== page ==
System Performance

System performance of the iPhone XR isn’t something that we expect to differ from the higher-end XS models. Here Apple employs the same SoC at the same clocks, and fundamentally there isn’t any technical reason for the phone to perform differently in every-day tasks. It’s to be noted that our iPhone XS review models were of the biggest storage capacities – both at 512GB, while the iPhone XR model tested today is a 64GB variant. I’m still working on getting our mobile NAND testing suite modernized, but I do expect a difference in speeds here as the bigger storage variants allow for better NAND die parallelism on the part of the storage controller.

Our iOS system benchmarking suite is limited to in-browser tests, nevertheless let’s take a look:

Speedometer 2.0 - OS WebViewWebXPRT 3 - OS WebView

As expected, the iPhone XR performs within the margins of error for the iPhone XS. Which means it’s at the very top for mobile performance, currently outperforming every other device, and we’re not expecting this to change anytime soon for 2019 (at least until Apple's A13).

In our review of the iPhone XS, we dedicated a lot of analysis to the A12 and we were just impressed with the performance of the chip as well as Apple’s new CPU microarchitecture.

Since then, we’ve had the opportunity to test the newer generation SoCs from HiSilicon as well as Qualcomm, both employing Arm’s new Cortex A76 CPU cores. While both SoCs have shown fantastic gains, especially in regards to energy efficiency at peak performance, absolute CPU performance and ISO perf/W of the Android vendors are still very much lagging behind Apple’s best. As a result, these latest-generation Android SoCs are having trouble competing with even last year’s A11, never mind the A12. The new Exynos 9820 is the only other important chip for 2019 on which we don’t have data on – and I’m not expecting any miracle on Samsung’s side, which means the A12 and subsequently the iPhone XR will remain very much a top performer for the rest of the year.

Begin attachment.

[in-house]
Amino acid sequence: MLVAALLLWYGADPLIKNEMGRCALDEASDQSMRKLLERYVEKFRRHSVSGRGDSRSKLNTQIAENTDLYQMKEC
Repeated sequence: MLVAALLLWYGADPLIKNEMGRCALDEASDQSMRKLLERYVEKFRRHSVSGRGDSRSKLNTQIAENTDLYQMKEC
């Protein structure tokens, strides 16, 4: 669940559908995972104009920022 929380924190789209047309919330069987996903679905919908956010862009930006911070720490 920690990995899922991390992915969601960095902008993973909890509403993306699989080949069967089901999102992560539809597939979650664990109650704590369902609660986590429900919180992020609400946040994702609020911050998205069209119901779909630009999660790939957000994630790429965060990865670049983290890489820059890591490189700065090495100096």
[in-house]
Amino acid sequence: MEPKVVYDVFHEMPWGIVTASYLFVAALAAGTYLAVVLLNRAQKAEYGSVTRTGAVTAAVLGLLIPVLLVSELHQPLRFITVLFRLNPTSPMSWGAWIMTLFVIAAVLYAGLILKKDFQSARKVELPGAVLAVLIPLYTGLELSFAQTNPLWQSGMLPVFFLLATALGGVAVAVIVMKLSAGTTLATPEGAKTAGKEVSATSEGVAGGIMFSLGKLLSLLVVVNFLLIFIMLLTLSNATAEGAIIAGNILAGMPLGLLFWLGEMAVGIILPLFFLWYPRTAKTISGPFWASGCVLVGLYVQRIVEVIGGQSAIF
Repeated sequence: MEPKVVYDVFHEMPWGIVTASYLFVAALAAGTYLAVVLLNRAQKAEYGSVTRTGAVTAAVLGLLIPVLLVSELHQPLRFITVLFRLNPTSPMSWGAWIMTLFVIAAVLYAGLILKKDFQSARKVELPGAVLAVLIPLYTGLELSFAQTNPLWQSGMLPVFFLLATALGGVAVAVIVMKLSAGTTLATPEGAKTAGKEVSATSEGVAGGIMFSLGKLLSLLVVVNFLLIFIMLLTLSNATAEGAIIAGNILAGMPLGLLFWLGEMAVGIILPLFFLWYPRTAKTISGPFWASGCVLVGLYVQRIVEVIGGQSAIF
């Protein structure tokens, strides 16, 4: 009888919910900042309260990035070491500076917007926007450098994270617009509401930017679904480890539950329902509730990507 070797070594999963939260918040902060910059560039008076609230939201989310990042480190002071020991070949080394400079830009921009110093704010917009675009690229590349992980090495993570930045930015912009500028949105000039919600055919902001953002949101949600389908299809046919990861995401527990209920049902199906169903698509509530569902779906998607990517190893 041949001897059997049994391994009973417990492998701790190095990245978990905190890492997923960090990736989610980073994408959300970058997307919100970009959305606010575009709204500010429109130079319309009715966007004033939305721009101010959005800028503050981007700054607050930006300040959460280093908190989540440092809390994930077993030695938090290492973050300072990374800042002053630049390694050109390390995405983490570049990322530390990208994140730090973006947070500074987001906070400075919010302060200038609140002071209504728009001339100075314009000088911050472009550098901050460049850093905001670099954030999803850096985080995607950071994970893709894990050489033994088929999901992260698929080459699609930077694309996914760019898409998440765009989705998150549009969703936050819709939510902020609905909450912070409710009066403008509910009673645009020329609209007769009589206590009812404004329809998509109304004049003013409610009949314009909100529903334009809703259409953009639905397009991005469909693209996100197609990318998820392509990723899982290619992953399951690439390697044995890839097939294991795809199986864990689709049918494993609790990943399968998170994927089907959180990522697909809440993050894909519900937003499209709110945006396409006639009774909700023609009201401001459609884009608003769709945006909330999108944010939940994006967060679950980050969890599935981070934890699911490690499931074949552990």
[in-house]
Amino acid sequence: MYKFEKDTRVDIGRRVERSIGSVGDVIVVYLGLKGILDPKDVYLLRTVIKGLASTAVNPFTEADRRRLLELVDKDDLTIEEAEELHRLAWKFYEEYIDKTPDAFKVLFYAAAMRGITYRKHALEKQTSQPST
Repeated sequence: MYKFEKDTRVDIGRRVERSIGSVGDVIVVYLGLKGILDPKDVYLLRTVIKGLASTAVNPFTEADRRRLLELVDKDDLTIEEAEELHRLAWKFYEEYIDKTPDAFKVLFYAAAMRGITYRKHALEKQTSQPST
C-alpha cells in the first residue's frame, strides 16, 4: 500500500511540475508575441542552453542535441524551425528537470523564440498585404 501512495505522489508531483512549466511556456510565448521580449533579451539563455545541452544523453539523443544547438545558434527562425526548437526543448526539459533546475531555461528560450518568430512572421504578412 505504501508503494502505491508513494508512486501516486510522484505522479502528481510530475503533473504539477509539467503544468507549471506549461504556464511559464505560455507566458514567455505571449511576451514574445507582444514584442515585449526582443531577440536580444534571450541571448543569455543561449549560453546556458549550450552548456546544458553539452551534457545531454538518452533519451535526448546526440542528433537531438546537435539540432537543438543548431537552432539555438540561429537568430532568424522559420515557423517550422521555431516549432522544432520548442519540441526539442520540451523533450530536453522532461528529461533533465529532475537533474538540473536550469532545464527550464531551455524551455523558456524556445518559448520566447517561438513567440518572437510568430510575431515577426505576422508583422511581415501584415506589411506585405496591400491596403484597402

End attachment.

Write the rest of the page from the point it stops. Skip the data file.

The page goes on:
Introduction & Design GPU Performance
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  • Maxpower2727 - Tuesday, February 5, 2019 - link

    *you're* commenting on. Damn autocorrect. Reply
  • FreckledTrout - Wednesday, February 6, 2019 - link

    LOL you had to grammar natzi yourself due to no edit. For some reason this made me laugh. Reply
  • AceMcLoud - Thursday, February 7, 2019 - link

    How clueless are you to think resolution is the only determining factor of display quality. Additionally, life is too short for a slow smartphone, hence no Android for me. Reply
  • Icehawk - Tuesday, February 5, 2019 - link

    I bought a new iPhone recently, and I went with an 8+. I just don’t see the need to spend $1k on a phone nor replacing it as often as when they were subsidized. I chose the 8 because I wanted the fingerprint scanner and not a face scan and it provided all the extras (screen size, telephoto) in a format that is still excellent IMO. I replaced a 7+ that I would have kept but was shuffling phones around so I could give my parents one so they can FT my kid. Performance was just fine for my usage too so there wasn’t a tech reason for a new one. This is a large part of why sales are down across the board for phones. Just like with PCs. Reply